For the networking part: The best friends I’ve had for over 20 years in L.A. are journalists I met from day one and PR coordinators when we were just grinding it out with no money and trying to figure it out. We’d go to different events. We were out every single night, just meeting and greeting people. I do think social media has drastically changed how we all work, but human interaction is not dead. You can never put a value on time spent creating that. The power of relationships and networking is key to where I am today. Whether it’s a difficult day or a wonderful day, I always lean into my friends and family for the support that really gets me up everyday.
Mercado: The other piece that really helped me was saying “yes” to opportunities even if they were maybe kind of scary. Sometimes I’d ask myself, ”Well, could I grow from it? Can I do it now? No, but I’m just going to say ‘yes.’ I’m just going to do it.” That got me somewhere every single time. Saying “no” happened later in my career when I was a bit more mature. And you learn that if you say “yes” to everything you’ll burn yourself out.
What advice would you give the next group of professionals in your industry who are coming up?
Mercado: As the saying goes, “with great power comes great responsibility.” But with great responsibility comes great power. I feel like I have a responsibly to do right by my people, and people that could benefit from me, so that’s what I would say to them. And for advice, just shoot your shot. What’s holding you back?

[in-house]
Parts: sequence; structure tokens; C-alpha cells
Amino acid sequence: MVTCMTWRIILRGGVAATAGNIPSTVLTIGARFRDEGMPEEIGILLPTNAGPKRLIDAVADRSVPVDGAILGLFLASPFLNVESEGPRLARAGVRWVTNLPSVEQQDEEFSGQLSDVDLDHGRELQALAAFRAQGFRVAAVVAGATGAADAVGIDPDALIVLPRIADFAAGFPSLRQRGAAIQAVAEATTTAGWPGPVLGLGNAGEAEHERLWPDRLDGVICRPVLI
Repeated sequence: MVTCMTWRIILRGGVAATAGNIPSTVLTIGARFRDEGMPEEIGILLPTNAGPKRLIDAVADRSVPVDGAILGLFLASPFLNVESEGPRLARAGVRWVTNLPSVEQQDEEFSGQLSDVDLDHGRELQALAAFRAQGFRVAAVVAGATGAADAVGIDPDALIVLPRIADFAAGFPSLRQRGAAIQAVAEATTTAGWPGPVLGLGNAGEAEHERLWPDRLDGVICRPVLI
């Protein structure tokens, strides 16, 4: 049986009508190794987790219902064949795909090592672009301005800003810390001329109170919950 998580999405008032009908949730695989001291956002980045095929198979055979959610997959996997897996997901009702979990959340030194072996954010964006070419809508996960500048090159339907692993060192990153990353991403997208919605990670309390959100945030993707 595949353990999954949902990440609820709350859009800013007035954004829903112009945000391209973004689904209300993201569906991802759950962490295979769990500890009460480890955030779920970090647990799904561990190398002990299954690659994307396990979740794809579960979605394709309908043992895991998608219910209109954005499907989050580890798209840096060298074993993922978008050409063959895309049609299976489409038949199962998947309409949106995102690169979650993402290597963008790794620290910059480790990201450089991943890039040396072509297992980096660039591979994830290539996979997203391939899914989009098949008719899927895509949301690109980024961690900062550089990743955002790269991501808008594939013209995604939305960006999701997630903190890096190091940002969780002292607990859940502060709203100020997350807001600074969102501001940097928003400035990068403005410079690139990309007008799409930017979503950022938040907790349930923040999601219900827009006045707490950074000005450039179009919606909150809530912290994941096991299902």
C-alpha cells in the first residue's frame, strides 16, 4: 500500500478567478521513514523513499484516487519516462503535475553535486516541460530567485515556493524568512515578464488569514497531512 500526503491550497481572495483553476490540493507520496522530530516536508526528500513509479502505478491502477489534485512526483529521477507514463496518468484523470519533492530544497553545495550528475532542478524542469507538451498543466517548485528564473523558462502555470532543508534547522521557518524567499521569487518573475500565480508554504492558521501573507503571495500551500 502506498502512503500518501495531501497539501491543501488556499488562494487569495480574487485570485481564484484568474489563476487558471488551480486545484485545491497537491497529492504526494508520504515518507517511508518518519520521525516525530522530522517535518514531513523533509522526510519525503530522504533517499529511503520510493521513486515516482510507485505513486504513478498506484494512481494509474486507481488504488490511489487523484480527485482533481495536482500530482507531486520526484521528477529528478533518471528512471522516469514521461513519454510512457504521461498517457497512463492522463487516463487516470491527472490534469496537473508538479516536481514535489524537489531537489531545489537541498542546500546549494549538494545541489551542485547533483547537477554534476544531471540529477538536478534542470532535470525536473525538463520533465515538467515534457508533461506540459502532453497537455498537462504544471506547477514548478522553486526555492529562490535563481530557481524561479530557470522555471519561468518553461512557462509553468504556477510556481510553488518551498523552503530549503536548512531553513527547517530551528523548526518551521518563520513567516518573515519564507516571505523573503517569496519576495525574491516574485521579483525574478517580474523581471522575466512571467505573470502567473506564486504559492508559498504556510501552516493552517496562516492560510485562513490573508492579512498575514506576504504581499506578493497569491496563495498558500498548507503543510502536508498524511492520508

Pins: Lead with empathy. Everyone is human. We have to put ourselves into other people’s shoes and try to understand what type of day people are having. I think that will get you far in your career professionally and personally.
Raquel "Rocky" Harris
Raquel “Rocky” Harris is an American multimedia journalist and producer working as a reporter at TheWrap. She previously served as a senior multiplatform reporter for Forbes. Some of Raquel’s producing credits include former daytime talk show “The Real” and the nationally-syndicated talk show “Dr. Phil.” In addition, her print and on-camera work has been featured on several platforms, including Ebony magazine, NPR, Fox Soul, The Root and more. Raquel was born and raised in Kansas City, Mo, and attended Columbia College Chicago, graduating with a degree in broadcast journalism, with an emphasis in television production. In addition, Raquel is also a proud member of Alpha Kappa Alpha Sorority, Inc.